What is plaster? | Methods | Defects | Materials


What is Plaster ?

Plaster is a building material used for coating walls and ceilings. Plaster starts as a dry powder similar to mortar or cement and like those materials it is mixed with water to form a paste which liberates heat and then hardens.

Purpose of Plastering

  1. Resistant to impacts expected in use.
  2. Free of irregularities.
  3. Consistent in texture and finish.

Plastering Materials

1. Admixtures

Plasticizers or workability agents: Do not use in cement plasters.

The use of admixtures should not be permitted unless there is confidence that there will be an improved outcome. Their use in lieu of suitable sands should be resisted unless no reasonable alternative is available.

2. Aggregates

Sand: It must be fine and well graded with low or no clay content and free from efflorescing salts.

3. Cement

Standard: AS 3972. Type: GP.

Type GP is general purpose cement. Other types are defined in the standard and there is a separate standard for masonry cement which contains plasticizers and other additives. The mixes specified here are for Portland cement Type GP. Do not permit the substitution of masonry cement for general purpose cement or of plasticizers for lime without full.

4. Coloring products

Coloring pigments should be added for about 5% by weight of cement.

Methods for Plastering

Lime Plastering

Lime has been used as a building material for centuries. As lime posses many unique properties that make it as relevant and beautiful a material as it ever was. Ornate Interiors are highly skilled in this ancient technique, and can apply lime plaster either directly onto brick or masonry on the hard or onto wooden laths.

The Wooden laths, 1¼ wide x ¼” thick (usually oak, chestnut or Scots pine) can be either sawn or riven (i.e. traditionally hand-made) and are thoroughly dampened before plastering. If mortar is applied to dry laths they are likely to swell, causing them to bow either inwards or outwards.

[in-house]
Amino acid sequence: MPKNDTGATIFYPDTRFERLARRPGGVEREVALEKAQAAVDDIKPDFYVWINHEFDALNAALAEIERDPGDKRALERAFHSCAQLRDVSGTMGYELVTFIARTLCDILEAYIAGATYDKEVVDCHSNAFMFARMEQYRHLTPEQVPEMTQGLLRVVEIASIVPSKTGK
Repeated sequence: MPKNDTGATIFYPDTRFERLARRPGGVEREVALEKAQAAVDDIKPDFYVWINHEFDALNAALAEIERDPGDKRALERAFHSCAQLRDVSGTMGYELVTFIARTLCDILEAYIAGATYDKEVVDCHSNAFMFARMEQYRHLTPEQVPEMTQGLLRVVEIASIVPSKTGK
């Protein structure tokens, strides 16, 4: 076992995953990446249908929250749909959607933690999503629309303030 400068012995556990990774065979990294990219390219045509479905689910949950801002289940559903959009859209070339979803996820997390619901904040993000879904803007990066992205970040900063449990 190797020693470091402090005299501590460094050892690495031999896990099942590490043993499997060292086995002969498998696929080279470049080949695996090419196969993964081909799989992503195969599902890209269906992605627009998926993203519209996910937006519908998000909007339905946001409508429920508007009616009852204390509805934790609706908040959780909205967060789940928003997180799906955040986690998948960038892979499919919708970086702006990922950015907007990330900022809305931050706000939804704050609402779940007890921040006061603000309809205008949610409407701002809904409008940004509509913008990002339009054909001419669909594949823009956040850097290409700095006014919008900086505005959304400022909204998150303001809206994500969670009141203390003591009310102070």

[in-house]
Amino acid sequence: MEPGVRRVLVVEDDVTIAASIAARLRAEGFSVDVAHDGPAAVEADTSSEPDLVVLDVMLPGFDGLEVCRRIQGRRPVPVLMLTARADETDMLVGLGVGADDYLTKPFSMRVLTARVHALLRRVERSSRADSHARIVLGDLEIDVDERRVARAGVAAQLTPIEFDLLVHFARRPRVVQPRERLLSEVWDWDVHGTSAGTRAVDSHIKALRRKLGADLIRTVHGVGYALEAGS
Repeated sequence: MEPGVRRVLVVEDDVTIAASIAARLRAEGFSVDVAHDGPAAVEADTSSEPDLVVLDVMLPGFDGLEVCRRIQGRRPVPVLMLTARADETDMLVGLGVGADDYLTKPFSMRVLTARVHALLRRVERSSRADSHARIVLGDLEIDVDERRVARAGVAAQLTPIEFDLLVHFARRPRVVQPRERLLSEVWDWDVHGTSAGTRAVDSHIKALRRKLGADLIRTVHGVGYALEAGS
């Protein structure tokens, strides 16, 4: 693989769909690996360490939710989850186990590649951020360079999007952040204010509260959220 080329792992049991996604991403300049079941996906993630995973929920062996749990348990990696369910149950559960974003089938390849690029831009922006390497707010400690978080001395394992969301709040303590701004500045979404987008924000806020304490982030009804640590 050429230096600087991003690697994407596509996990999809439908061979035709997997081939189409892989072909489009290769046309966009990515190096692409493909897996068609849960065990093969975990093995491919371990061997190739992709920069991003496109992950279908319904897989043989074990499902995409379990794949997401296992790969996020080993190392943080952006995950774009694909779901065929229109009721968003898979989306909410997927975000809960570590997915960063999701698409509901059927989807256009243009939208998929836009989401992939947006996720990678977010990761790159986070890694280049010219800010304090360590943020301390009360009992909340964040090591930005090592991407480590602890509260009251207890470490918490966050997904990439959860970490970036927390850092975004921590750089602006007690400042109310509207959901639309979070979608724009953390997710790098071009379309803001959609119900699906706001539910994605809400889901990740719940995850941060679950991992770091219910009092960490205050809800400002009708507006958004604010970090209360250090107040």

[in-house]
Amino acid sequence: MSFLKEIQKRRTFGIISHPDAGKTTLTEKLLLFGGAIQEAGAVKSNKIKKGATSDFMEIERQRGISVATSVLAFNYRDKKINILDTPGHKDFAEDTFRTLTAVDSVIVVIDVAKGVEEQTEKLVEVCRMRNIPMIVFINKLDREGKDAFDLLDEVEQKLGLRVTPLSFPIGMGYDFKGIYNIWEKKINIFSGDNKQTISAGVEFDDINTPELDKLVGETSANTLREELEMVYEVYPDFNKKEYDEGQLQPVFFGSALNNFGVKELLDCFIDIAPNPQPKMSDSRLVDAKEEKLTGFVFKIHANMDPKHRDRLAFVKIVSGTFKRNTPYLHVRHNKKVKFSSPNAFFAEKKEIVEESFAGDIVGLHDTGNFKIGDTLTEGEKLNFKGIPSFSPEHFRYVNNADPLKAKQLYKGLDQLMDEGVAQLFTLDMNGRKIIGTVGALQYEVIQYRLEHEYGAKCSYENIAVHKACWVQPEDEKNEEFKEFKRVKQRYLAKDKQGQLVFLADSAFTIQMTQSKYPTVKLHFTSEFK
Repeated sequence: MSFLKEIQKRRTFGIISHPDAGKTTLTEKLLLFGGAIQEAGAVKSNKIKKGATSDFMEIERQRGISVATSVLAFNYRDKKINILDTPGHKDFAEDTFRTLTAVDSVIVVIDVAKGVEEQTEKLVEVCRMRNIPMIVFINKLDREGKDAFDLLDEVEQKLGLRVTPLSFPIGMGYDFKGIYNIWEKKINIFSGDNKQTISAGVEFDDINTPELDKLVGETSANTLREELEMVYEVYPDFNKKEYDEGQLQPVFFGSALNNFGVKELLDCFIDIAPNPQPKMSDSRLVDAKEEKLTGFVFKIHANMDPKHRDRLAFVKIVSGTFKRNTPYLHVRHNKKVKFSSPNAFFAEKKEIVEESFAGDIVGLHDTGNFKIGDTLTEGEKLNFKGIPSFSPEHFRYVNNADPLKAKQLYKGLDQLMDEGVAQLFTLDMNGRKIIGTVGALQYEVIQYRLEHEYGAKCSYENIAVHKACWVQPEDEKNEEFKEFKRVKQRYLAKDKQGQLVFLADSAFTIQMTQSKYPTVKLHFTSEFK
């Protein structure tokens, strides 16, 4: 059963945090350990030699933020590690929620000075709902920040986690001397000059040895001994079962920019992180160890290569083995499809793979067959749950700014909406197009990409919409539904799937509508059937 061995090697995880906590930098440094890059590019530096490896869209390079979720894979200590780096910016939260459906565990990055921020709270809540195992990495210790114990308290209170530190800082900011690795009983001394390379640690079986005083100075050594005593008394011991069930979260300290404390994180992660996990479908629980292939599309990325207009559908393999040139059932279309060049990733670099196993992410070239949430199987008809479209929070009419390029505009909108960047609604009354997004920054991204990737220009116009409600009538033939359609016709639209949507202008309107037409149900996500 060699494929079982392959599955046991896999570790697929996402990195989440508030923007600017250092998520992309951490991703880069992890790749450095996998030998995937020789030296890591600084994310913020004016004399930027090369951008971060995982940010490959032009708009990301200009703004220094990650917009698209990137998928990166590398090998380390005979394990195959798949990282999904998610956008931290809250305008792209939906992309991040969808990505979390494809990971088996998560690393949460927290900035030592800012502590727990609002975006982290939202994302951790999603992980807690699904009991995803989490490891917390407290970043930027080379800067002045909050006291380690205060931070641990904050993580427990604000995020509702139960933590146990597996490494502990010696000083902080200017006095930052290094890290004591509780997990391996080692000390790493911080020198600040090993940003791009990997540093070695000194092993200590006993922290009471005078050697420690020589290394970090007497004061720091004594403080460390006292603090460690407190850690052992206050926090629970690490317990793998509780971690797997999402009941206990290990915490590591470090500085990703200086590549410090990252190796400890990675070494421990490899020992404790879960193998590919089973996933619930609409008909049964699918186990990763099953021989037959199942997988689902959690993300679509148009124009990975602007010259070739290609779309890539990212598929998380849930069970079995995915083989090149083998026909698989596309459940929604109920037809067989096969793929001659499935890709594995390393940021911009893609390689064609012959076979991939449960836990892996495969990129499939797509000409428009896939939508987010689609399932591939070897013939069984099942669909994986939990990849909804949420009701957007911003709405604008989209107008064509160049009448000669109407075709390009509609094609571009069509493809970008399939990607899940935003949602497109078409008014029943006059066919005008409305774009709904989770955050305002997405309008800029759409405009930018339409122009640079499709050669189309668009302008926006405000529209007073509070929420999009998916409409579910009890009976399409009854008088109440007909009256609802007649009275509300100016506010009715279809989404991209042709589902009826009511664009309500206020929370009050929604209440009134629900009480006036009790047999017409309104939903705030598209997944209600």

Lime Plaster is applied in three coats, starting with a scratch coat  that is a coarse combination of products mixed with animal hair. The rough surface is keyed to create good adhesion for the subsequent layer. Then a straightening coat is applied to even out the surface, building up to the finishing coat, producing a fine smooth finish.

Solid Plastering

Application of solid plaster to brick, block and cement substrates or to solid plasterboard is within our skills base. We use contemporary or traditional plastering materials, giving extra attention to angles, reveals and openings for a superb finish. Solid plastering on exteriors is common, as a form of rendering or on building facades. Colored render can be used to reduce decorating costs.

Defects in Plastering

  1. Cracks: Cracks appear on the plastered surface in the form of thin lines or wider cracks. They are due to shrinkage of thick plaster or due to poor workmanship. Cracks can be prevented by proper curing and by keeping thickness of plaster as uniform.
  1. Efflorescence: Due to soluble salts present in the brick or mortar. This defect can be avoided by washing the surface with zinc sulphate solution and water.
  1. Falling out of plaster: It is due to inadequate water bondage, water absorption by the dry wall. To avoid this defect the joint should be properly cleaned and surface of the wall should be properly watered before plastering. Minimum 10 days curing should be done for the plastered surface.


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